He started with the younger kids first and posed this question to my cousin: “Who was the first man?”

No answer.

“I’ll give you a hint. It’s also the name of a part of your body.”

My cousin brightened, sat up straight, and chirped, “Peter!”

I’m not sure who was the most embarrassed, the preacher or the kid’s parents.

Comment from Redd
Time: November 30, 2011, 4:52 pm

I use to hear older kids calling each other names and I had no idea what they meant. So, being the little nerd I was, I tried to find them in a dictionary:

Niger: A river in Nigeria.
Jaguar: A large black cat living in Central & South America.
Kant: Immanuel Kant, a German philosopher.

I had no idea what the big deal was but I knew these words had power and began to use them liberally. I got slugged over Niger and Jaguar but no one knew what I meant when I yelled, You Kant! And obviously, neither did I…

Anyway, dictionaries — useless!

Comment from Noelegy
Time: November 30, 2011, 7:41 pm

Awww, Gladly is adorable.

Comment from Redd
Time: November 30, 2011, 8:08 pm

I hate bears. I hate anything that can kill and eat me. It’s bad enough to be killed but to be converted into scat, too?Shudder! Get them before they get you, I say.

Comment from Alice
Time: November 30, 2011, 11:15 pm

I’ve got a million of these, but my favorite remains “No Mayonnaise in Ireland” by John Donne. (I first encountered that many decades ago but it seems to have resurfaced in several places with varying claims as to origin.)

Comment from Pupster
Time: November 30, 2011, 11:57 pm

I did not know bar ditch.

*feels smarter*

Comment from S. Weasel
Time: December 1, 2011, 12:45 am

And then there’s Mozart’s “I’m Inclined to Knock Music.”

Comment from BigBluBug
Time: December 1, 2011, 9:23 pm

You take him Paco, I do not like the way Gladly looks at me.

How about:

London Derriere

Comment from Alice
Time: December 1, 2011, 9:50 pm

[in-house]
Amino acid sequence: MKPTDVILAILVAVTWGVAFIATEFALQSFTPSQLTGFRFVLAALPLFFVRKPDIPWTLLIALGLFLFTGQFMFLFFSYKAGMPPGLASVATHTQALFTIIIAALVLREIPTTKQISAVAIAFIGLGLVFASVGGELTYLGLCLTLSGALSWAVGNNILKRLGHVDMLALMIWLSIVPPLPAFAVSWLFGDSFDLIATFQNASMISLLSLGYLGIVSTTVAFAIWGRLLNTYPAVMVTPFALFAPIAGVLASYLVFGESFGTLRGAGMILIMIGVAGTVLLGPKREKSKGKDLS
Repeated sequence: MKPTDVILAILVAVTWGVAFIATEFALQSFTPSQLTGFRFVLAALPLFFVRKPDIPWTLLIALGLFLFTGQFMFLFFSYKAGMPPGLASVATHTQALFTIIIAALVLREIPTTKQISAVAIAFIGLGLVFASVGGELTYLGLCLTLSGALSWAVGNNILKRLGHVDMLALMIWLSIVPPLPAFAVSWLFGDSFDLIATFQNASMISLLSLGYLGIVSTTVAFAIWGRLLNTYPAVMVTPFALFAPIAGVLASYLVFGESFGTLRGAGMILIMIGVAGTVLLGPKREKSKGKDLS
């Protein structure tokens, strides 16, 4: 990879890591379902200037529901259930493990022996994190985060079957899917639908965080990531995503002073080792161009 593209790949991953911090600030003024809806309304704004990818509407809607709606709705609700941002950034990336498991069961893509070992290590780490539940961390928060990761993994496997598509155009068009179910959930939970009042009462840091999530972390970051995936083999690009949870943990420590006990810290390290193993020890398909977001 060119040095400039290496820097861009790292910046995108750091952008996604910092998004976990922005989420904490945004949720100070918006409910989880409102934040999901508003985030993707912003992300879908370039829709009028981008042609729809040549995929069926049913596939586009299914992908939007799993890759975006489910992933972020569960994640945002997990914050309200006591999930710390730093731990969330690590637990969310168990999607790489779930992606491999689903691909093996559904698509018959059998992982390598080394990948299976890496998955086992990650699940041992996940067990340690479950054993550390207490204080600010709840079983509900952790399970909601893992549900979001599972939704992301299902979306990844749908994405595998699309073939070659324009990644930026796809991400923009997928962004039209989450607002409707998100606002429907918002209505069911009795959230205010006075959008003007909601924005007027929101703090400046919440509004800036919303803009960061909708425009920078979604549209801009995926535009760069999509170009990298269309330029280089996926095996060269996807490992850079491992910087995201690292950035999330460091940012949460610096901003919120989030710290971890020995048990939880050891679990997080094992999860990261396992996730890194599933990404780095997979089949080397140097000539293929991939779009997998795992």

Many years spent puzzling over this idiom “You broke my wheel”.

You know – “You broke my wheel, but what a thrill – Goodness, gracious GREAT balls of fire”.

Comment from S. Weasel
Time: December 1, 2011, 10:45 pm

Do you know the Archive of Misheard Lyrics, Alice? It’s called kissthisguy.com because of “‘Scuse me, while I kiss this guy…” one of the most mis-heard lyrics ever.

Comment from Alice
Time: December 1, 2011, 11:14 pm

Thanks! – that site is new to me, though I know I’ve encountered others with similar missions. Now I have to search for every song I’ve ever misheard to see if they “made the list” already…

Comment from Alice
Time: December 1, 2011, 11:22 pm

Oh wow – there are SEVEN songs with misheard lyrics containing ‘weasel’. http://www.kissthisguy.com/search_results.php?SearchType=Misheard&SearchAccuracy=contains&SearchTerm=weasel

Comment from Mrs. Peel
Time: December 1, 2011, 11:56 pm

I guess that’s the advantage of knowing song lyrics only through captioning when they’re on TV…

My sister once sang, “Monkeys that fly with the moon on their wings,” which was naturally provocative of much amusement in the Peel household.

Comment from Argentium G. Tiger
Time: December 2, 2011, 12:02 am

Stoaty: Thank you for the link you gave Alice, that’s an awesome site.

Comment from Alice
Time: December 2, 2011, 12:12 am

Mrs. Peel – I just LOVE closed captioning! It’s especially useful when watching older British films when the sound is all ambient noises (walking, chewing, doors closing) while the dialog is run through some sort of muffling/buzzing baffle. (perhaps an electric kazoo).

Comment from James P
Time: December 6, 2011, 11:02 am

Picky, I know, but it’s ‘Gladly my cross I’d bear’ (which is better, if it happens to be your bear).

On a similar theme, I have “the piece of cod that passeth all understanding” – I ate plenty of that as a child. I have seen a fish and chip shop called ‘in cod we trust’, too, although that was probably intentional…